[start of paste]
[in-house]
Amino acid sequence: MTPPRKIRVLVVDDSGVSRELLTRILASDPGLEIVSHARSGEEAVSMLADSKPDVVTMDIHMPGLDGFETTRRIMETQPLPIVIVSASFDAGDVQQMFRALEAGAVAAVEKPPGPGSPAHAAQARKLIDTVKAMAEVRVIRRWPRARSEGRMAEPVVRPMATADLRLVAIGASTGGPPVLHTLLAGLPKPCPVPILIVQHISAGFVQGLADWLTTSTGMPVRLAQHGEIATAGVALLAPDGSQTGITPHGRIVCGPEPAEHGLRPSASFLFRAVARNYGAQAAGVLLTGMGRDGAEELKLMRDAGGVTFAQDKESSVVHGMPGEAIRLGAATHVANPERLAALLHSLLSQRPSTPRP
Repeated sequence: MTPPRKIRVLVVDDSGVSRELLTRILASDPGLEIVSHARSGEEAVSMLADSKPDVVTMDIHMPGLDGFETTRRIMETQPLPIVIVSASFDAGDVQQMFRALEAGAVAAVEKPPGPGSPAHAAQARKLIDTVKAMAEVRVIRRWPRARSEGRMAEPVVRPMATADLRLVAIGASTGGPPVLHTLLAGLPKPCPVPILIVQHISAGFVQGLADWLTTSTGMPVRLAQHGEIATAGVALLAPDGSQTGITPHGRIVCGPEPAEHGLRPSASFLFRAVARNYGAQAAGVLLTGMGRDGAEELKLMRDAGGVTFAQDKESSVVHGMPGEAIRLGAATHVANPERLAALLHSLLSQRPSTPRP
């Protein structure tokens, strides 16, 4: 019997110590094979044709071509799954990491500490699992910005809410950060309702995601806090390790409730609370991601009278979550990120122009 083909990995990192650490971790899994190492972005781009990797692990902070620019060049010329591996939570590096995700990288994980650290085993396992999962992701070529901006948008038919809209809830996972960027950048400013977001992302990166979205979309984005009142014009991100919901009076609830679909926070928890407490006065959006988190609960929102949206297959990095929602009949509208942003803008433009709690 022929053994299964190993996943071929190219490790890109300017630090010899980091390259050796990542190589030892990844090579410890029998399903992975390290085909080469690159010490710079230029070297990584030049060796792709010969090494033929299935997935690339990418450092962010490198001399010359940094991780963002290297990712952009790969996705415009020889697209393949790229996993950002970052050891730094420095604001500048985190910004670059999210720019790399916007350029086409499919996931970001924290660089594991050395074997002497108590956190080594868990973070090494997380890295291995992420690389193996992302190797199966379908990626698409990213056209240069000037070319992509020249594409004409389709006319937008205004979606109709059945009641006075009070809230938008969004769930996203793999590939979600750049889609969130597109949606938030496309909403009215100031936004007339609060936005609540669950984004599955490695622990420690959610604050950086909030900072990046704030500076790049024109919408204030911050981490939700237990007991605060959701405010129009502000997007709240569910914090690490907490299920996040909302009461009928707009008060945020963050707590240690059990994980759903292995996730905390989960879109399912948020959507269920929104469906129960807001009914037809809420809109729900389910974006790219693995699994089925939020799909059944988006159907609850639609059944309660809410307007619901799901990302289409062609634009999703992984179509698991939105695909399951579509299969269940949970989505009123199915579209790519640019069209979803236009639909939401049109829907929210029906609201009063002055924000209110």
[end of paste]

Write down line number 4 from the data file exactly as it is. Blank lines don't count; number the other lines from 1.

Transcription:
């Protein structure tokens, strides 16, 4: 019997110590094979044709071509799954990491500490699992910005809410950060309702995601806090390790409730609370991601009278979550990120122009 083909990995990192650490971790899994190492972005781009990797692990902070620019060049010329591996939570590096995700990288994980650290085993396992999962992701070529901006948008038919809209809830996972960027950048400013977001992302990166979205979309984005009142014009991100919901009076609830679909926070928890407490006065959006988190609960929102949206297959990095929602009949509208942003803008433009709690 022929053994299964190993996943071929190219490790890109300017630090010899980091390259050796990542190589030892990844090579410890029998399903992975390290085909080469690159010490710079230029070297990584030049060796792709010969090494033929299935997935690339990418450092962010490198001399010359940094991780963002290297990712952009790969996705415009020889697209393949790229996993950002970052050891730094420095604001500048985190910004670059999210720019790399916007350029086409499919996931970001924290660089594991050395074997002497108590956190080594868990973070090494997380890295291995992420690389193996992302190797199966379908990626698409990213056209240069000037070319992509020249594409004409389709006319937008205004979606109709059945009641006075009070809230938008969004769930996203793999590939979600750049889609969130597109949606938030496309909403009215100031936004007339609060936005609540669950984004599955490695622990420690959610604050950086909030900072990046704030500076790049024109919408204030911050981490939700237990007991605060959701405010129009502000997007709240569910914090690490907490299920996040909302009461009928707009008060945020963050707590240690059990994980759903292995996730905390989960879109399912948020959507269920929104469906129960807001009914037809809420809109729900389910974006790219693995699994089925939020799909059944988006159907609850639609059944309660809410307007619901799901990302289409062609634009999703992984179509698991939105695909399951579509299969269940949970989505009123199915579209790519640019069209979803236009639909939401049109829907929210029906609201009063002055924000209110």